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Trial record 21 of 50 for:    Recruiting, Not yet recruiting, Available Studies | "Alopecia"

Relevance of Trichoscopy in Differential Diagnosis of Focal Non-cicatricial Alopecia in Children

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ClinicalTrials.gov Identifier: NCT03260777
Recruitment Status : Not yet recruiting
First Posted : August 24, 2017
Last Update Posted : August 24, 2017
Sponsor:
Information provided by (Responsible Party):
Aya Mohamed, Assiut University

Brief Summary:

Alopecia is a common, distressing condition that is sometimes difficult to diagnose and treat.

Losing hair is not usually health threatening; it can scar a young child's vulnerable self-esteem by causing immense psychological and emotional stress, not only to the patient, but also to the concerned parents and siblings; so the cause of hair loss should be diagnosed and treated early to overcome the resulting problems.


Condition or disease Intervention/treatment
Focal Non-cicatricial Alopecia Device: Trichoscopy

Detailed Description:

The majority of alopecia in children is presented as patchy alopecia, which is most commonly diagnosed as alopecia areata. However, other causes of patchy alopecia such as tinea capitis, trichotillomania, temporal triangular alopecia (TTA), nevus sebaceous and aplasia cutis congenita (ACC) can be easily missed.

Trichoscopy (hair and scalp dermoscopy) is a non-invasive diagnostic tool that allows the recognition of morphologic structures not visible by the naked eye.

Trichoscopy allows visualization of hair shafts at high magnification and performing measurements, such as hair shaft thickness, without the need of removing hair for diagnostic purposes. It also allows in vivo visualization of the epidermal portion of hair follicles and perifollicular epidermis.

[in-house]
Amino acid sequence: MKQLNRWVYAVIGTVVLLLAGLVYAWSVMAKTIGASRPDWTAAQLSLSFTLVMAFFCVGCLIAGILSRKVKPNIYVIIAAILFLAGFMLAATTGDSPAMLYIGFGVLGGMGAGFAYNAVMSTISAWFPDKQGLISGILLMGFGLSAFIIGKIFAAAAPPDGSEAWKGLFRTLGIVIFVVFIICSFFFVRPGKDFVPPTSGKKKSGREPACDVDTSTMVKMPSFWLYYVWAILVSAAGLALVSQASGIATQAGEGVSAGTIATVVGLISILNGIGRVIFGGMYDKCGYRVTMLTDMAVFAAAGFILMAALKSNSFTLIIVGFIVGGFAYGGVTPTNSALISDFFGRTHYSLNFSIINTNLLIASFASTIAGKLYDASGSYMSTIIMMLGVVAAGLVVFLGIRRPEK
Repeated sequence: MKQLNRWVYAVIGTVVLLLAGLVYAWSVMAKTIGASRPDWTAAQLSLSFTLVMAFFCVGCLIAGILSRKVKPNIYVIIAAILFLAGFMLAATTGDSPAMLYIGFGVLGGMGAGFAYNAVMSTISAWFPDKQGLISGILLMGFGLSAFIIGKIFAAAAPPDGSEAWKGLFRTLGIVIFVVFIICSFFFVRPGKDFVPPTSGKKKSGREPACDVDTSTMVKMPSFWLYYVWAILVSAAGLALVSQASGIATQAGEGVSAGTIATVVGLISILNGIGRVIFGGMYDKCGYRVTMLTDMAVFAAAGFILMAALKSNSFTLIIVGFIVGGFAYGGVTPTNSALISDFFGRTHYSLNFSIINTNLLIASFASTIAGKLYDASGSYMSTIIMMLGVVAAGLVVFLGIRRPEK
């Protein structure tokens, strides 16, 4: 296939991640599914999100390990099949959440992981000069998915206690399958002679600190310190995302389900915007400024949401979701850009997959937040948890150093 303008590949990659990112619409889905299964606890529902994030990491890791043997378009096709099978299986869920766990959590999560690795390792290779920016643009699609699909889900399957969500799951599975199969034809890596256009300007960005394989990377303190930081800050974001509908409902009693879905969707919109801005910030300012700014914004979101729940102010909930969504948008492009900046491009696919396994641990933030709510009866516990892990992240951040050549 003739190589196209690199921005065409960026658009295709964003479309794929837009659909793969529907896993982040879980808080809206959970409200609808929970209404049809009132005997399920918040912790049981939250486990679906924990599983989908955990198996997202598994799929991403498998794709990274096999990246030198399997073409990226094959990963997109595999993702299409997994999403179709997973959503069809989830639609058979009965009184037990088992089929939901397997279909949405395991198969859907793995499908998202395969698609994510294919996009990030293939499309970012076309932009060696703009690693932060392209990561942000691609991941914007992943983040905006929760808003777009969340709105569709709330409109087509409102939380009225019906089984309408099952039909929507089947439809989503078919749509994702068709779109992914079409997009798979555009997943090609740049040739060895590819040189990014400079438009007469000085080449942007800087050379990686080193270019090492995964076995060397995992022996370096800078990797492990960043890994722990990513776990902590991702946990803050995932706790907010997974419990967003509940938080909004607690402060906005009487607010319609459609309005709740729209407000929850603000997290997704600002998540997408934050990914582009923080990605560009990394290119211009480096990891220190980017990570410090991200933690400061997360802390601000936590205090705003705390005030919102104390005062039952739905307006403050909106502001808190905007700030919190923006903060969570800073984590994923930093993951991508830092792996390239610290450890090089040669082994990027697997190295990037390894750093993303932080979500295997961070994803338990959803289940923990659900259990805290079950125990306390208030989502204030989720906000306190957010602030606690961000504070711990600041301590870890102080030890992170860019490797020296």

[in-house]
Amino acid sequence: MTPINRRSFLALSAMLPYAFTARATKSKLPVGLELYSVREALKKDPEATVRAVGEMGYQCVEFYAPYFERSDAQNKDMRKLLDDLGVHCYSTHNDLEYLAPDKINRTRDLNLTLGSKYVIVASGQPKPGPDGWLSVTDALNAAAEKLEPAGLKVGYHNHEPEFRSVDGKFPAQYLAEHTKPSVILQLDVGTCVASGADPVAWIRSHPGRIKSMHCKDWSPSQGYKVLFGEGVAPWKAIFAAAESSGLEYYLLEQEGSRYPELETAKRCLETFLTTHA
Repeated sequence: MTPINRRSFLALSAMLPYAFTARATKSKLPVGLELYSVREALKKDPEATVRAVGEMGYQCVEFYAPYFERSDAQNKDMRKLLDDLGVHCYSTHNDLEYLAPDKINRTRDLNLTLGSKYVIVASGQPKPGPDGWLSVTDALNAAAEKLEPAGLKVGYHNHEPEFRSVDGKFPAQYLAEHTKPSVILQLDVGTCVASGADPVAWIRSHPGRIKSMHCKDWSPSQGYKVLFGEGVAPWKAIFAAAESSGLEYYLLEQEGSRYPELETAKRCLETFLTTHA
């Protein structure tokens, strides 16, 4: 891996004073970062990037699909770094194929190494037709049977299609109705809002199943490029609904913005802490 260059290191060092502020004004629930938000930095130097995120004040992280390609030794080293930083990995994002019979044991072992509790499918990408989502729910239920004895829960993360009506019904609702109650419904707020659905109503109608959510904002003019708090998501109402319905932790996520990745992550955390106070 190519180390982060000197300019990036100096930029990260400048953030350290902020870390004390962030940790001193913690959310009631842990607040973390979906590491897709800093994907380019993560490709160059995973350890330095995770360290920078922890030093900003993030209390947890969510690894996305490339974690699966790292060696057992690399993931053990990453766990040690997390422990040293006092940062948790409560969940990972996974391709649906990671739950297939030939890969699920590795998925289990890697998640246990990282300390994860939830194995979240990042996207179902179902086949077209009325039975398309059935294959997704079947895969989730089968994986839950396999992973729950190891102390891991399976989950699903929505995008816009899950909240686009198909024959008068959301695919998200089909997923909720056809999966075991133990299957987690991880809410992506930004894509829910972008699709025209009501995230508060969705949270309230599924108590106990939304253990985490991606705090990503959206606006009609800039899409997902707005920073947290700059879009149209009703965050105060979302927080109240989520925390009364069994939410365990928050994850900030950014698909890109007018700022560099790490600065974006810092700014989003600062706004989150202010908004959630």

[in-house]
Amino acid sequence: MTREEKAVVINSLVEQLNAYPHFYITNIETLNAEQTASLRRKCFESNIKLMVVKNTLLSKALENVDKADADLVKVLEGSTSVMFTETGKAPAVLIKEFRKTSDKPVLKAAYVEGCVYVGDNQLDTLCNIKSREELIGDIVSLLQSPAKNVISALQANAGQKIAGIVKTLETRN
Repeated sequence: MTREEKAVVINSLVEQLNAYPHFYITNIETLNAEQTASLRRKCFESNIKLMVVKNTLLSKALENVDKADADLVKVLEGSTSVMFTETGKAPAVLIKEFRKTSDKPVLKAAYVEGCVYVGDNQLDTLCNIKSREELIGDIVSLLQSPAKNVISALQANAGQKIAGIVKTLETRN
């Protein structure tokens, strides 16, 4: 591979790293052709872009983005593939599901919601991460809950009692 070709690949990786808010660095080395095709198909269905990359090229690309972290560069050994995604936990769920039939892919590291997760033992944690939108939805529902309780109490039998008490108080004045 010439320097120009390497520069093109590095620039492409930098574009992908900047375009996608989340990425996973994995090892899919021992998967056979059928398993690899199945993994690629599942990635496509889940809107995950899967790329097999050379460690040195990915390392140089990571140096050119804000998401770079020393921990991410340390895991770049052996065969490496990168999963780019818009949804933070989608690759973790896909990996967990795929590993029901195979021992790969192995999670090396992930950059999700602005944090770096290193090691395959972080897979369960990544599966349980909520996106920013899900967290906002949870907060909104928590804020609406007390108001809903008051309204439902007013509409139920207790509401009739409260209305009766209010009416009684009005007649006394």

The advantages of trichoscopy in evaluating hair loss in children are numerous, as it is a fast in-office technique , non-invasive, inexpensive, and painless , and therefore it will be accepted by children and their parents.

Tinea capitis and alopecia areata are considered to be the most common causes of hairless patches of the scalp in pediatrics. Tinea capitis especially non-scaly type may have the same clinical appearance of alopecia areata, so trichoscopy has recently become a useful diagnostic tool for alopecia areata and tinea capitis, especially in doubtful cases as lab investigations like fungal culture or biopsy may take several weeks.


Study Type : Observational
Estimated Enrollment : 100 participants
Observational Model: Case-Only
Time Perspective: Cross-Sectional
Official Title: Relevance of Trichoscopy in Differential Diagnosis of Focal Non-cicatricial Alopecia in Children
Estimated Study Start Date : November 18, 2017
Estimated Primary Completion Date : September 1, 2018
Estimated Study Completion Date : January 1, 2019

Resource links provided by the National Library of Medicine


Group/Cohort Intervention/treatment
children with Alopecia Areata Device: Trichoscopy
Trichoscopy (hair and scalp dermoscopy) is a noninvasive diagnostic tool that allows the recognition of morphologic structures not visible by the naked eye Structures which may be visualized by trichoscopy include hair shafts of different types, the number of hairs in one pilosebaceous unit, hair follicle openings (dots), the peri and interfollicular areas and the vasculature.